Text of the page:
As a new mom, figuring out what/ how to feed my baby, as soon as I think I’ve found my groove, there’s a new milestone around the corner. Crawling is now turning into walking and it’ll be a whole new ballgame. Like graduating from crawling to walking, my daughter’s nutritional needs are becoming more complex. When she was younger, and exclusively breastfeeding, I only had to whip out a boob to meet her nutritional needs. Now I am buying organic fruit and vegetables, cooking some, mashing some, and puréeing others to make homemade vegan baby food. As I am adding a bit more complexity to her diet, and not yet wanting to introduce meat, I want to introduce more protein rich foods. I’ve done some research to find out how to add vegan protein in my baby’s diet.
Below are 5 Vegan Protein options that work well for making homemade vegan baby food.
Green Peas – 8 grams of vegan protein per cup
Aside from packing a plentiful, protein punch, peas are rich in zinc, Vitamin K, and Vitamin C .
*Green peas can be steamed until tender, then mashed or puréed.
Black Beans – 15 grams of vegan protein per cup (can also use white or kidney beans)
Black beans can help build and maintain strong bones. Because they are high in fiber, they can prevent constipation. Selenium, saponins, and folate found in black beans can help prevent cancerous cell formation and tumor growth.
*To prepare beans, I soak in a bowl of water overnight then cook for about 40 min. Afterwards, with either the cooking water or fresh water, into the blender they go!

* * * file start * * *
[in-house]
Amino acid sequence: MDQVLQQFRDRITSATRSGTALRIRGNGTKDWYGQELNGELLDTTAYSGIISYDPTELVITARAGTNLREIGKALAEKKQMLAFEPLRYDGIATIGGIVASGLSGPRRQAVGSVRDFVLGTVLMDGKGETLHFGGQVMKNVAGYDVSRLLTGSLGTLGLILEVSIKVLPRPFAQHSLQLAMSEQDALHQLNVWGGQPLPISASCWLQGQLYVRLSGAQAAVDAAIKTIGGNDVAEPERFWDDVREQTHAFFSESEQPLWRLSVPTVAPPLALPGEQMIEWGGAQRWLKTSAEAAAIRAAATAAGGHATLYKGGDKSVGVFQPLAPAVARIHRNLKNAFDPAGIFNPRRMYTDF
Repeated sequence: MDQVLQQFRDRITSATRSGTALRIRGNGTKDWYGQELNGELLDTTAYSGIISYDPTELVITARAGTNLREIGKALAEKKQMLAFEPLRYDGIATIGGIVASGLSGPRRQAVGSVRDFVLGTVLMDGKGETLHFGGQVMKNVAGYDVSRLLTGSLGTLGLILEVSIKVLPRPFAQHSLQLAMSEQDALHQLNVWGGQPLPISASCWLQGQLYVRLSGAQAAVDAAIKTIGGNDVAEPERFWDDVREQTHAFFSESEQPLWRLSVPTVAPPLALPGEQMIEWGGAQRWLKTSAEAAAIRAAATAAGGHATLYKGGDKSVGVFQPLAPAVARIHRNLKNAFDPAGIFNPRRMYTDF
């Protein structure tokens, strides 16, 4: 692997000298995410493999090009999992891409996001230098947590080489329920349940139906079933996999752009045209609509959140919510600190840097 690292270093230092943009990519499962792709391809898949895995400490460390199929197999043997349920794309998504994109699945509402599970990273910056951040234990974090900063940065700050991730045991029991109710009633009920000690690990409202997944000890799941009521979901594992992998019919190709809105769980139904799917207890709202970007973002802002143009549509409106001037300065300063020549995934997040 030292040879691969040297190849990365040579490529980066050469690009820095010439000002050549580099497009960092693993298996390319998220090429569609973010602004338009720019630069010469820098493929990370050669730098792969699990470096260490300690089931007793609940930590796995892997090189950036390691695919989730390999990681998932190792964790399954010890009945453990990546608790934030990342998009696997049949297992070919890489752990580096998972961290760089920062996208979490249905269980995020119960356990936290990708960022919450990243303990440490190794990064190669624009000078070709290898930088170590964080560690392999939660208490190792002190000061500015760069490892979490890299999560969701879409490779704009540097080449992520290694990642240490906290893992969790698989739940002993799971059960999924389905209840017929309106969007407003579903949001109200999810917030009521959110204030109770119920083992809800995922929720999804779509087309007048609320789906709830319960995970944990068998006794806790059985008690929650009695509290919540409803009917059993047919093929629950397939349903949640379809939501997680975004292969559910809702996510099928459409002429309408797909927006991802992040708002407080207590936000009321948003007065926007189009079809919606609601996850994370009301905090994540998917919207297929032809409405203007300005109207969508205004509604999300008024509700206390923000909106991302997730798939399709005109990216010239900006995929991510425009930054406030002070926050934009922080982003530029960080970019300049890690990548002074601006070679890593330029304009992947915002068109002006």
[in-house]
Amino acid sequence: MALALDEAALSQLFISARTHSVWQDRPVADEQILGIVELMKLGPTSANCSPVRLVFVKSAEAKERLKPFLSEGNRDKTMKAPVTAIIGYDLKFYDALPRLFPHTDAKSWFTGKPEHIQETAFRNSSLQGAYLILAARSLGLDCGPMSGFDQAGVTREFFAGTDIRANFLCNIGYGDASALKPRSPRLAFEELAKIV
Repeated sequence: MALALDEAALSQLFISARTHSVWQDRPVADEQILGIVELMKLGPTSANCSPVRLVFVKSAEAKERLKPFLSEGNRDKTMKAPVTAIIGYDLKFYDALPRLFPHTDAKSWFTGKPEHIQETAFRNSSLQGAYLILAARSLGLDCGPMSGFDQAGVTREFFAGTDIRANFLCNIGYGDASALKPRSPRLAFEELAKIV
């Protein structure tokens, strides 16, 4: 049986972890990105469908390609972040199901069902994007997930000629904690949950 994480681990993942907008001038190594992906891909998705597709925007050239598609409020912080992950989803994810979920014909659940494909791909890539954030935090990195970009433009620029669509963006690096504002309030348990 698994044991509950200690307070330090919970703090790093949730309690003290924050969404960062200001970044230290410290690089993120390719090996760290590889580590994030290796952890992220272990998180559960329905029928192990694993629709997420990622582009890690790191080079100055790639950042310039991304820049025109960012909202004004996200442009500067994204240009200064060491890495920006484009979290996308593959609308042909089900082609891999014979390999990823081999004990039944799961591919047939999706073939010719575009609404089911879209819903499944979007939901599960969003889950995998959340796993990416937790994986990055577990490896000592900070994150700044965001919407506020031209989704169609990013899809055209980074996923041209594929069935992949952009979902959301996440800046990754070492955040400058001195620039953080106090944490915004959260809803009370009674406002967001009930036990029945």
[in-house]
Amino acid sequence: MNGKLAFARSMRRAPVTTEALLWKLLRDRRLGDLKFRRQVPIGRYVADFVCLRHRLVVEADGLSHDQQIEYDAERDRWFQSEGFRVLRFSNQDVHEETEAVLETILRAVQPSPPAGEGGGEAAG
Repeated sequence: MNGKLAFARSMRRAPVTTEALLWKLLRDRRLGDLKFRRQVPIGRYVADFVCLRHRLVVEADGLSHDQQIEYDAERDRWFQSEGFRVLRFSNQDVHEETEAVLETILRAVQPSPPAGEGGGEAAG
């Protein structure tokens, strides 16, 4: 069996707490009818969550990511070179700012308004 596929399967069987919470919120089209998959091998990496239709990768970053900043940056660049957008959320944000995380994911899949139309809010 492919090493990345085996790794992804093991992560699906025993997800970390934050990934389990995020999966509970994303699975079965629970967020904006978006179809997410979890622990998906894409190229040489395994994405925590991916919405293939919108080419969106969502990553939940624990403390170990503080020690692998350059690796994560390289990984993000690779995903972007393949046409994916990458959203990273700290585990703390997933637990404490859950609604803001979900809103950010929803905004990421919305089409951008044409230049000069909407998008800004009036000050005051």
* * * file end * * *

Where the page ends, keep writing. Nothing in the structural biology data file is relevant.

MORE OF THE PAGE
Chickpeas (Garbanzo beans)- 13 grams of vegan protein per cup
These beans lower bad cholesterol, and are rich in folate, iron, calcium,and potassium. Contains selenium which helps ward off cancer. They are usually the main ingredient in hummus.
*Cook until tender then add to food processor or blender along with a bit of cooking water. I usually add some type of fruit purée ( mango, banana, nectarine) alongside a dish like this.
Quinoa – 8 grams per cup of vegan protein when cooked.
Quinoa is a “complete protein”, boasting all 9 essential amino acids. It’s gluten-free, high in antioxidants and fiber, and contains iron.
*To prepare, I rinse the quinoa first in a pot and strained water with a paper towel, boil then let simmer about 15 minutes till fluffy. This cooks similarly to rice. For Aven, I’ve been adding quinoa to mashed avocado with a hint of lime, lemon, or mango purée. This vegan baby food recipe is the most well liked so far.
Edamame (immature soy bean)- 16 grams of vegan protein per cup
Edamame is a good source of calcium, iron, and potassium. Is also a “complete protein” featuring all nine essential amino acids.
*Cook until tender then blend with a bit of cooking water.
If introducing soy, watch for signs of allergy, as some people are allergic to it. It has also been suggested that children should have no more than 2 servings of soy products a day.
I like to give my baby water after feeding her solids to help “move things along”.
*It is important to remember to either follow the instructions of your child’s doctor or do your own research on appropriate ages/stages to introduce vegan baby food and other foods to your baby.